At first sight of this White Peak hillock (which sits roughly halfway between Macclesfield and Bakewell, rising distinctly but modestly above the surrounding farmland), it’s pretty difficult to believe that around 340 million years ago it was actually beneath the sea. But this limestone protrusion is a former coral reef, one that would have edged a shallow lagoon during the Carboniferous era. And, as you wander its slopes, checking out its nooks and crannies, suddenly the idea of saltwater life hiding within its crevices isn’t so far-fetched at all.

Walk it

Parking is available in Hollinsclough, from where a series of footpaths take you to the base of Chrome Hill and equally as shapely Parkhouse Hill – explore both and you’ll also be celebrating the history of the CRoW Act – as pre-2000 both were on private land. 

Find out more

visitpeakdistrict.com

A person walking past a cave opening

Castle Crag, Cumbria

About

While most of us would plan to relocate to the Lake District by investigating houses for sale, Millican Dalton decided to make the move a little differently. In the early 1900s, he gave up a good job and house in London to live in the Lake District, at first camping there during the summer, and later living in a cave found on the lower flanks of this Lakeland fell. He used it as his base as self-styled Professor of Adventure, and from it would lead walkers and climbers into his beloved surrounds. Until the very end of his life, he remained wedded to the outdoors, only moving into 
a hut during cold winters. He died aged 79 in 1947.

Walk it

Follow the Cumbria Way from Rosthwaite into High Hows Wood. The cave is marked on the OS Explorer OL4 map. 

Find out more

keswick.org

A sculpture of a man coming from a brick wall

Parkland Walk, London

About

When most people think of England’s capital city, they might picture tourist attractions, shops and theatres, but head north to Finsbury Park station and there’s a rather unexpected walking wonder. The Parkland Walk is London’s longest linear nature reserve. It follows a now-defunct railway line that ran between Finsbury Park and Alexandra Palace. Even now, while wandering amid the wildflowers and spotting muntjac deer, birds and butterflies, you’ll see remains of a former Crouch End station platform and old tunnel archways where the curious Spriggan sculpture (pictured) resides.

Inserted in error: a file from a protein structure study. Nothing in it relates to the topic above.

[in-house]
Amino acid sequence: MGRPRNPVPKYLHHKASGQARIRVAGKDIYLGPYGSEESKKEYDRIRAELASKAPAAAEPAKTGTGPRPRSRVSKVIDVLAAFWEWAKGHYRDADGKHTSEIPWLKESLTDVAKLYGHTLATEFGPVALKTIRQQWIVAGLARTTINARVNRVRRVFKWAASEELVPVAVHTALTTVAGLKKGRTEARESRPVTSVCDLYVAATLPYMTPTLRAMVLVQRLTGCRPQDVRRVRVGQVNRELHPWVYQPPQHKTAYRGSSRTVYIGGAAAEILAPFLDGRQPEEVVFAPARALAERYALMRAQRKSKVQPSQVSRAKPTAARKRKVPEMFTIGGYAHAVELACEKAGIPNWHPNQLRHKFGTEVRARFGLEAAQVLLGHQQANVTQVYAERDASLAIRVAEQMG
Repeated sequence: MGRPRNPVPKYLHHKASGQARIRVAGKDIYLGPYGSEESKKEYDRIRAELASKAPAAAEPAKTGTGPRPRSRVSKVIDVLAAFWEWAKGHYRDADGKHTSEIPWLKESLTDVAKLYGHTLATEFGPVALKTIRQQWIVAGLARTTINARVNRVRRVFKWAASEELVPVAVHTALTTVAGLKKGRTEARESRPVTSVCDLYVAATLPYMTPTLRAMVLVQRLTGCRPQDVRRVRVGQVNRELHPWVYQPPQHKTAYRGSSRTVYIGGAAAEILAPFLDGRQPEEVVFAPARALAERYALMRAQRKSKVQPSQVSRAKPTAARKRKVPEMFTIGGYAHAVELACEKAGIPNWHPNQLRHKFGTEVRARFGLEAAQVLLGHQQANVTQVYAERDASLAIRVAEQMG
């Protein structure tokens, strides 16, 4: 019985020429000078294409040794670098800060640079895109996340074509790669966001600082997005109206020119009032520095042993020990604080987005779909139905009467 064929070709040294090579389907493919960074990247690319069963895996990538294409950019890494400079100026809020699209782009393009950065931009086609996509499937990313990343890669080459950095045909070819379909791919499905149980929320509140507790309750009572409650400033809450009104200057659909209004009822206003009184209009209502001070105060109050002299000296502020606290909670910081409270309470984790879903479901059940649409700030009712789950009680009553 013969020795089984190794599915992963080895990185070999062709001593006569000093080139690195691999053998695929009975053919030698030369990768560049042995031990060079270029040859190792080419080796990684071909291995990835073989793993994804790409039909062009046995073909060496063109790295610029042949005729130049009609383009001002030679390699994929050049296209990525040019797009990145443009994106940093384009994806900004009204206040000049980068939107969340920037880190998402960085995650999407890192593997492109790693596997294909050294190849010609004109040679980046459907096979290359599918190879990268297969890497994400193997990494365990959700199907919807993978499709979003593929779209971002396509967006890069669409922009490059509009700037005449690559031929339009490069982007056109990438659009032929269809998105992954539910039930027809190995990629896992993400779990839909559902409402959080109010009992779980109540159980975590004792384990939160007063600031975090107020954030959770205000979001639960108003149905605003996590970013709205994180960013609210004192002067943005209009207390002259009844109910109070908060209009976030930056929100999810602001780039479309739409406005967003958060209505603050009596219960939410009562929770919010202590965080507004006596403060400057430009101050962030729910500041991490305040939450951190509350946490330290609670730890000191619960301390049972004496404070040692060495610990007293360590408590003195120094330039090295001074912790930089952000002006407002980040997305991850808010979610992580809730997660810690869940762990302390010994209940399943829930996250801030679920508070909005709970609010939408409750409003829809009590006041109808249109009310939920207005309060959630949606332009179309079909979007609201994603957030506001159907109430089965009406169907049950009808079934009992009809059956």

Walk it

Starting at Finsbury Park station, follow signs for Parkland Walk, funnelling along as trains used to, all the way to Highgate station.

Find out more

parkland-walk.org.uk

An old tree with branches that reach over and down to the ground

Kingley Vale, West Sussex 

About

A short hop north from the cathedral city of Chichester brings you to the nature reserve at Kingley Vale. Here rise the chalk slopes of Bow Hill – itself home to a series of four Bronze Age barrows, aka the Devil’s Humps, which legend says contain the remains of Viking leaders vanquished by locals. But more captivating still is the woodland that coats its slopes and surrounds its summit. Not only does it contain some of the oldest trees in Britain, but the area is also said to be inhabited by the spirits of the Viking soldiers who roam the forest when night falls. 

Walk it

The nature reserve car park is the perfect starting point, from where a footpath can be followed to find the ancient yew trees. 

Find out more

southdowns.gov.uk

Ruins of a building

Castle Acre, Norfolk

About

Unless you’ve walked the Peddars Way and Norfolk Coast Path, you may not have heard of this Norfolk village. Yet it is home to one of the best examples of a motte and  bailey castle and Norman earthworks in the country. Entry is free, allowing you to wander amid the impressive ramparts, imagining it in all its glory, following its construction shortly after the Battle of Hastings. But the beautiful architectural examples don’t end there – just a stone’s throw away are the ruins of a Cluniac priory from 1090, and, though not intact, it still sports some elaborate decoration. The Peddars Way itself has been used for many centuries as a route to move cattle and goods.

Walk it

Start in the village of Castle Acre. From there a circular stroll can easily be undertaken using a section of the Peddars Way and Nar Valley Way.

Find out more

english-heritage.org.uk